What: Women’s Night
Where: Hack Factory
When: Tonight, Tues. Oct 25th form 6pm to 9pm
Why: Tonight we will be offering a crochet lesson and an intro to mig welding class at 7pm
The last Tuesday of every month we will holding an open night for women only. We would like to open the Hack Factory to all women in our community and showcase what we can offer. We believe everyone should have access to our resources and open exchange of information.
Got back today from attending Barcamp 6 in Milwaukee. Basically it was a 36 hour (straight through the night) of talks/hacking/demoing/learning. The conference is set up to not be a bunch of big wig speakers, but passionate attendees that share their knowledge to the group. I was kinda of unsure how well this would work, but I have to say now, that I AM A FAN!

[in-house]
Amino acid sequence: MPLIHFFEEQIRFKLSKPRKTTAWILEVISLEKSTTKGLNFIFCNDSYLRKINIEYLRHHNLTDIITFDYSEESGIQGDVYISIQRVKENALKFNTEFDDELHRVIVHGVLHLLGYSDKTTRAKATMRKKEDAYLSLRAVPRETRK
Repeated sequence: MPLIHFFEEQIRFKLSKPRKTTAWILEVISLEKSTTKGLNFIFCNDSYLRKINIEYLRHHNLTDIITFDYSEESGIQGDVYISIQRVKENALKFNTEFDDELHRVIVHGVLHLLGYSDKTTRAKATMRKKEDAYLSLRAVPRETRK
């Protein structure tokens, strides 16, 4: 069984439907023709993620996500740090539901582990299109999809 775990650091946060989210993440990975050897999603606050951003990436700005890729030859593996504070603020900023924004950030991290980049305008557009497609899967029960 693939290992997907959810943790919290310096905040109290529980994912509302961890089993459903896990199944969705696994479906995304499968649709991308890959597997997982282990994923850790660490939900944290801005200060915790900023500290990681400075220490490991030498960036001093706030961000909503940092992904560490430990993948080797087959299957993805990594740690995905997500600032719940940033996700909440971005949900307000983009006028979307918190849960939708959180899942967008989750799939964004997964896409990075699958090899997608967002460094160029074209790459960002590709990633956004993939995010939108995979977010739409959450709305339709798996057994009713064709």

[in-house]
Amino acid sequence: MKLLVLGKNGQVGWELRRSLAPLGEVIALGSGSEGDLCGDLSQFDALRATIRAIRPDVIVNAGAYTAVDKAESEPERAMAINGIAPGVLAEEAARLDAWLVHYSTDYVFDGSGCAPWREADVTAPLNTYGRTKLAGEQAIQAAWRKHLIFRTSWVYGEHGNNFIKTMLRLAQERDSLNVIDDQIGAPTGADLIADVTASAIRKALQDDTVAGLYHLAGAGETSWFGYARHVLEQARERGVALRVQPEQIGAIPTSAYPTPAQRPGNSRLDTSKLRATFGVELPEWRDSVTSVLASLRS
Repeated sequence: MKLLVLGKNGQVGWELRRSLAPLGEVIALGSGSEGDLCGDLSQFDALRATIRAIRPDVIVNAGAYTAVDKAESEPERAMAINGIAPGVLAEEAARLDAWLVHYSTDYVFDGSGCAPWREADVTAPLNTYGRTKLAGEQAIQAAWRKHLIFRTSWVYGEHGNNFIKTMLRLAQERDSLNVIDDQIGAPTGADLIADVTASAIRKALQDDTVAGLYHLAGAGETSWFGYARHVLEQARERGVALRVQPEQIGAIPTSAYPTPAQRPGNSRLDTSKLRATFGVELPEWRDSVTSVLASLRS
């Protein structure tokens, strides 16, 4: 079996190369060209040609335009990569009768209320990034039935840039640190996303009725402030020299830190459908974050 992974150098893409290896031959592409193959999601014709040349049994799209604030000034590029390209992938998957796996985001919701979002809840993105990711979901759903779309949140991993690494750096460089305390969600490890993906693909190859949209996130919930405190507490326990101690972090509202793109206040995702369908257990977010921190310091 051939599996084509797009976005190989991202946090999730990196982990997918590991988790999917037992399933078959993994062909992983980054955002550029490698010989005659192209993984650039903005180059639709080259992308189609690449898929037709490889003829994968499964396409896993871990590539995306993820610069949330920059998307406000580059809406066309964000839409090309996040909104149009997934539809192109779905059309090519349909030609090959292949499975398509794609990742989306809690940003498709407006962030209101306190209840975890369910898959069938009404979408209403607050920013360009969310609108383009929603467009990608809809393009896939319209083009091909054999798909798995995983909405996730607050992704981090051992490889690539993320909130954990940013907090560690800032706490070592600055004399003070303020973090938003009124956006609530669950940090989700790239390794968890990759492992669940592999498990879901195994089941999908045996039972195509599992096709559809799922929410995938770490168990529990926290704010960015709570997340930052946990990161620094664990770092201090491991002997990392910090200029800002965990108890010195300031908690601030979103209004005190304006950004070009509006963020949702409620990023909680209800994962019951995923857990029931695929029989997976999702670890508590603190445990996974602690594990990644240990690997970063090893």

First off we sent a microphone around the room of 100+ people with the purpose of getting a name and what that person wanted to teach and what they wanted to learn. So that right there changed what was being presented that day, as someone wanting to learn X, inspire someone else to teach X as we went around the room.
Needless to say we need to send more people to this barcamp. The Milwaukee barcamp is very hackerspace focused, and the ideas presented were fresh and fun. I am planning to go back next year.
The power wheels racing series has created a Kickstarter project to help fund next years efforts! This was really a great opportunity for a few of the makers in our space to come togher at the 11th hour to create a car! I would love to see stronger and larger team from the Hack Factory next year!
Twin Cities Maker (TC Maker) is a community group based in the Minneapolis/St. Paul area. Our mission is to make, share, and learn.
We have opened a maker space/hackerspace for members to build projects using various media and technologies, from wood and metal working to electronics to fabrics and beyond. We call our space the Hack Factory.
Open house Wed: 7-9pm
The Hack Factory
3119 East 26th Street
Minneapolis, MN 55406